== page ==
How to Copyright a Song

In the U.S. a song is automatically protected by copyright law the moment it is created. The creation must be in tangible form in order for the protection to apply. If you have ever committed a lyric to paper or a created simple voice-memo recording, congratulations, you are already the author of a protected work. Learning how to copyright a song with the U.S. copyright office can further protect you in case of infringement.

If my work is already protected, why register a copyright?

Anytime you post a lyric to the web or add a new song to your SoundCloud account, your work is protected under U.S. Copyright law. So why go the extra step and pay the fee to register the copyright? Registering a copyright with the U.S. Copyright Office increases your ability to prove copyright infringement, should that ever occur. Only those with a filed copyright claim can pursue a copyright infringement case in the Federal court system. It’s interesting to note that the U.S. Copyright Office does not vet incoming copyright claims against those already registered in it’s database. Multiple writers can mistakenly claim 100% authorship of a song with the U.S. Copyright Office. If ownership of the song is later disputed in court, the date of first filing will matter, but is not the only factor in making a determination of who actually wrote the song.

How much does it cost to copyright a song?

  • Single application (if you wrote the song by yourself) – $35.
  • Standard application (registering with a co-writer) – $55.
How to copyright a song

What you will need to copyright a song.

1. Have your music and lyrics ready to upload.

2. If anyone besides yourself worked on the music, you will need their full legal name and contact info.

3. You will need to create an account with the U.S. copyright office so be prepared to supply a unique login and password.

How to copyright a song:

First, to copyright a song you first go to and click on Register on their home page. Then, you will choose the Performing Arts section unless you have any other work that you would like to be copyrighted. Before starting the application process, they offer a powerpoint that shows you the what the whole application looks like so you are properly prepared. A slideshow of the application is shown below!


If you have all of your assets ready to go, it’s pretty simple to register your song with the U.S. Copyright Office. Like most things .gov, their website is desperately behind the times. Navigating their 1995 style website can be annoying, but if you can get over that it’s pretty straightforward.

  • Cid
    Posted at 00:06h, 26 June Reply

    The United States Government steals enough from the American public without stealing more to protect our work. There are other avenues of registering copyrighted songs other than The one I use is and you may upload unlimited songs for a mere $99.00 per yearly charge. It saves a person time and money by checking out other avenues of registration on their songs.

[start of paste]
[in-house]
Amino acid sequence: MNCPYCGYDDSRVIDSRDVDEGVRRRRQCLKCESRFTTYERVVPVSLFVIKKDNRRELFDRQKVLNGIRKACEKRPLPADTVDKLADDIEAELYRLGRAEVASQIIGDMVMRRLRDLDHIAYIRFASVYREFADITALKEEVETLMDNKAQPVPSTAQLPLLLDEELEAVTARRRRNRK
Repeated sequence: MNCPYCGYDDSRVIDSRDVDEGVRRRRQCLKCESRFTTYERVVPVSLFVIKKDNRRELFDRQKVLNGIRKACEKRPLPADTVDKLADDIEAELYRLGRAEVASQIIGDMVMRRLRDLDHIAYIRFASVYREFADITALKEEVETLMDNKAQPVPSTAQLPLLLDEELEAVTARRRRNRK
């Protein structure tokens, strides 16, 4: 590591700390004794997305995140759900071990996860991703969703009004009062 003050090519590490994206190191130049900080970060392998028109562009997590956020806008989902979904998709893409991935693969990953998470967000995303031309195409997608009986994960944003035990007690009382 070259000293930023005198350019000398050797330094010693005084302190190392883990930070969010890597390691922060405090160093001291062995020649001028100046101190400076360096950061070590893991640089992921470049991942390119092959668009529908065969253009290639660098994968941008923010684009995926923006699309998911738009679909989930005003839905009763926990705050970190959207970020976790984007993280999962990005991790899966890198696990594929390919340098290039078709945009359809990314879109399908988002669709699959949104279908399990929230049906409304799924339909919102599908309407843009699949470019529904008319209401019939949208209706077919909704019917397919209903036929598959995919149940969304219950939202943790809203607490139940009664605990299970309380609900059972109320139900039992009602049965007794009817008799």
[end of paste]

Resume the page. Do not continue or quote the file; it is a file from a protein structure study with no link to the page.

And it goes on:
• Trystan Matthews
      Posted at 00:09h, 26 June Reply

      $99 a year is outrageous. The fees I listed in the article are one-time registrations. It costs $35 to register your song with the U.S. Copyright Office which lasts for 70 years after the author’s passing. You can register a body of work (i.e. unlimited songs) for the same one time fee as long as you are claiming sole ownership. and others that claim they protect your work for you, but fail to file with the U.S. Copyright Office are not legit services. Here’s an article by a music layer on the topic of websites such as these:

      • Cid
        Posted at 00:12h, 26 June

        Every time I register a song with it will cost me $35 PER Song. And $50 for a compilation CD. I have already registered a compilation of 5 songs and it cost me $50.00. maybe you mis-understood… in one year I can upload as many songs as I want for $99.00, and if I discontinued my service with them..I do not pay any more per year, and the songs I registered with them stay protected for life…and so forth and so on. Have you ever checked into

      • Trystan Matthews
        Posted at 00:14h, 26 June

        I looked at their website and also did some online research. What they do is the digital equivalent to the “poor man’s copyright.” You’d get just as much value by emailing the song to yourself, which is to say.. not much.
        A copyright can only be fought in court if registered with the U.S. Copyright Office. There is no way around that fact. It says on the website of that they do not register your songs with the U.S. Copyright Office.

      • Cid
        Posted at 07:13h, 26 June

        Well, maybe I’ll just have to fork out some more money and have my songs protected by Thanks for the info. You may have just protected my ass-ets 😉

      • Rob
        Posted at 22:00h, 03 September

        Just came across this post and I wanted to drop my two cents if you don’t mind :).
        There’s actually a cost effective way of registering your copyright with the US gov, and that’s to do a batch submission one time. So if you have an album, just submit the whole album with all your song files under a single copyright. Only thing you’d need to do, of course, is to make sure you keep good records so you know what song was registered when under a batch/album registration (in the unlikely case of a dispute). I got this tip from John P. Kellogg, a Berklee professor who’s an entertainment lawyer for famous artists.

        Posted at 23:08h, 03 September

        Hi Rob, thanks for that. Another stipulation of registering a “published collection” with the U.S. Copyright Office is that the writer % split is consistent across all releases in the collection. Here’s another article we wrote on the topic:

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